Podcast

Big data service providers guide clients into new analytics world

As big data continues its ascent up Stamford, Conn.-based IT research firm Gartner Inc.'s well known hype cycle, a new crop of big data service providers is emerging. Perhaps none is more surprising than MetaScale, which came onto the scene in April and is a wholly-owned subsidiary of Sears Holdings Corp.

Based in Hoffman Estates, Ill., MetaScale is a managed big data service provider that operates on a cloud-based model. That means MetaScale can provide as much or as little support as is needed for its clients, specifically for those who know they're ready to take advantage of big data analytics but don't have the infrastructure or skills to do so.

SearchBusinessAnalytics.com news editor Nicole Laskowski talked with Phil Shelley, CEO and founder of MetaScale and CTO of Sears, about big data challenges and market trends. Read a partial transcript of the interview below, and listen to the full podcast to hear more of what Shelley has to say about big data.

What are some of the challenges businesses are facing with big data, and can you break your response into two parts: the management and then the analytics of big data.

Phil Shelley: First of all, on the management side, we're at the threshold now where we can think about managing data in a whole new way. Anyone that's been in IT long enough has known that the Holy Grail was to have all of your data in a single point of truth -- in a single place where the system was large enough to answer any question that comes along. Of course, that never really happened, and we ended up with ETL for copying data, lots of copies of the data, different systems for different purposes and different points of truth. So, data management was always a real headache. That is really changing. … You can now have a data model where you really do have a single point of truth. With all of the transactional detail in your company in one place, with all of the history in one place, [you can] now manage and model and have a data architecture for the enterprise that really makes sense -- and really increases data use. Reuse of data is really important and now possible with these techniques.

Once you have that data in one place, then using it [has] all sorts of new possibilities, because now with Hadoop, we have the ability to keep huge amounts of history. [We can] not only keep it, but actually analyze it without moving it. When you're talking petabytes of data, which we are, you absolutely cannot afford to move it to analyze it. The old way was always to move the data to an analytics platform with ETL. That doesn't work in this modern way of thinking. So, having a platform where you can store the data and then analyze it without moving it is just a tremendous improvement over what we've had in the past.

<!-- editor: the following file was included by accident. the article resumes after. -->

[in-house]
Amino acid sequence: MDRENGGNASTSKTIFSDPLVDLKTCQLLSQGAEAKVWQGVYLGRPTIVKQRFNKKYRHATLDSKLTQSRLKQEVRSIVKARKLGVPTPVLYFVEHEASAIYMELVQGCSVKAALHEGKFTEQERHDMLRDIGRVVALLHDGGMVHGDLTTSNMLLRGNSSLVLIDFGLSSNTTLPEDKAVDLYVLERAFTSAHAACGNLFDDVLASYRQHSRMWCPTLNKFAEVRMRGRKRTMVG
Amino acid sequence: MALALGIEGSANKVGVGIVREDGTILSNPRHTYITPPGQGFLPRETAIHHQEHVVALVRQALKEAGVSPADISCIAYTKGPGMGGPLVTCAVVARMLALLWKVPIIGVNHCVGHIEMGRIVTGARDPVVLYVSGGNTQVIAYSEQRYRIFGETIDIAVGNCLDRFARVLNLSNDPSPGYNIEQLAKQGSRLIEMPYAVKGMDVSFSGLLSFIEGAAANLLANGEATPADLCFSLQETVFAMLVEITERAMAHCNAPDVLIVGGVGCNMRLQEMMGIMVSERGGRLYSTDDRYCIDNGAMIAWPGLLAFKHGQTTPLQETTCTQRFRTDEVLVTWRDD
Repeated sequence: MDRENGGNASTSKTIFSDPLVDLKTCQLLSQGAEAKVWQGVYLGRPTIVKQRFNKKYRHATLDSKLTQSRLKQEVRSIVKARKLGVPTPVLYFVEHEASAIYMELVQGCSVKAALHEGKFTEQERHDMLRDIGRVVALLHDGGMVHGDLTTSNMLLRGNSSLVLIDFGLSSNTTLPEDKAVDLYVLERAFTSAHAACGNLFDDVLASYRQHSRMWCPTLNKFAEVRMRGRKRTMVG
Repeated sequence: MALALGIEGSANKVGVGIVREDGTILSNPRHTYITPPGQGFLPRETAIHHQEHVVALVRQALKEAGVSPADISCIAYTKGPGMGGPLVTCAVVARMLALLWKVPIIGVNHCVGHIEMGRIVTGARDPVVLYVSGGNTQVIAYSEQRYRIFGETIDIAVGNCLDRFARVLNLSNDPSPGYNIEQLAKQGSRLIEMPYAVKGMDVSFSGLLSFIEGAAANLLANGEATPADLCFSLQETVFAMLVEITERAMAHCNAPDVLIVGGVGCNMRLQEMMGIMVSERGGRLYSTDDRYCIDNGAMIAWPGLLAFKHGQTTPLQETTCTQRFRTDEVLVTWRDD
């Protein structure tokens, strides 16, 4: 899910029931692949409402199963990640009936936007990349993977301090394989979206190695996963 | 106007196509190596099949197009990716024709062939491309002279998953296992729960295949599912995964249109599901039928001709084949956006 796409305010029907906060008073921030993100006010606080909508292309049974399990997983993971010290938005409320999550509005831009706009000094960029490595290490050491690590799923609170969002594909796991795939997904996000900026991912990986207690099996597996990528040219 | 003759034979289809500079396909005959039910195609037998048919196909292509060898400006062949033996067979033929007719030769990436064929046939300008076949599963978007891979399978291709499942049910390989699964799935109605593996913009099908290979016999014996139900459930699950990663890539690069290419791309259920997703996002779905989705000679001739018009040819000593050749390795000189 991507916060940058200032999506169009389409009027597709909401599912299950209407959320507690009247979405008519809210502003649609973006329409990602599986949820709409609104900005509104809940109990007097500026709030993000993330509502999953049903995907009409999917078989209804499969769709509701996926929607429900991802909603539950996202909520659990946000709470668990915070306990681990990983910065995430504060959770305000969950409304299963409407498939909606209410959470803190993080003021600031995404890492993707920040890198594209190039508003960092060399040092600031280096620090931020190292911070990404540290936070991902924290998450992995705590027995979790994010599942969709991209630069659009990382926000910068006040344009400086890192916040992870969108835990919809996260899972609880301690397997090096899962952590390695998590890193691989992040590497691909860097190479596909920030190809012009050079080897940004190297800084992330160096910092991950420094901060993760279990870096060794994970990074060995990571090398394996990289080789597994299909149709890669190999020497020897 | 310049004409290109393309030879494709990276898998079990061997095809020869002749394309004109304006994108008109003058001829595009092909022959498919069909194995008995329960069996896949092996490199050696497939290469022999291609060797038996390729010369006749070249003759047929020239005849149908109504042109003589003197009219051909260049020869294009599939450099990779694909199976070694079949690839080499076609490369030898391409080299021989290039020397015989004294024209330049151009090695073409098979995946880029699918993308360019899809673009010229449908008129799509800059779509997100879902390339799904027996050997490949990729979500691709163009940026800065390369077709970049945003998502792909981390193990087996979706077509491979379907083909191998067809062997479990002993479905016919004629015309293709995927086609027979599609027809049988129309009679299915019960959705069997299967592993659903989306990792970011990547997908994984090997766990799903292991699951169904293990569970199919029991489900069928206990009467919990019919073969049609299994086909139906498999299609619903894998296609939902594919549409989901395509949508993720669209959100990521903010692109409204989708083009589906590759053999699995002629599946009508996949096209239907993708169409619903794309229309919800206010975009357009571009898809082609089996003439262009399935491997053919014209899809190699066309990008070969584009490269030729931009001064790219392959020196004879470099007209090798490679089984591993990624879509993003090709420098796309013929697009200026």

So, you're bringing the tools to the data rather than moving the data to the tools?

Shelley: There are tools now emerging that are allowing you to do that -- that put a graphical front end and an analytical front end on top of these big data repositories. So you run the query where the data is; you run the analysis where the data is. You don't copy it; you only extract it with the small snippets of data that you really want, which are the result sets. That is a pretty dramatic, new way of thinking that takes a while for people to get used to.

I've been hearing a lot about "the logical data warehouse," "the hybrid data ecosystem" -- the concept where you put data where it best belongs. That's kind of what you're saying as well, right?

Shelley: I am, except a somewhat purer version of that. Some people have said you put data where it belongs, and you have lots of systems with lots of pieces of data because it would be the best place to put it. I am not an advocate of that because of the cost and time of ETL. But I am an advocate of having an ecosystem of tools that makes sense. Hadoop certainly is not the tool if you need high-speed SQL analytics. So you do need an enterprise data warehouse or a high-speed SQL environment to coexist with Hadoop, there's no question. What data goes into which one and when and how it's refreshed needs to be considered carefully so you don't end up with too much data in one, not enough in another. [If that happens] you end up with ETL problems and moving data. Very careful thoughts about enterprise data architecture [are important]. Rationalizing systems down to Hadoop with something else is absolutely necessary. But then, I'm not a big believer of having lots and lots of other [operational data stores] and logical data marts around because it just adds complexity. And as data gets bigger, you can't afford to do that, and you don't need to do it anymore.

 


This was first published in September 2012

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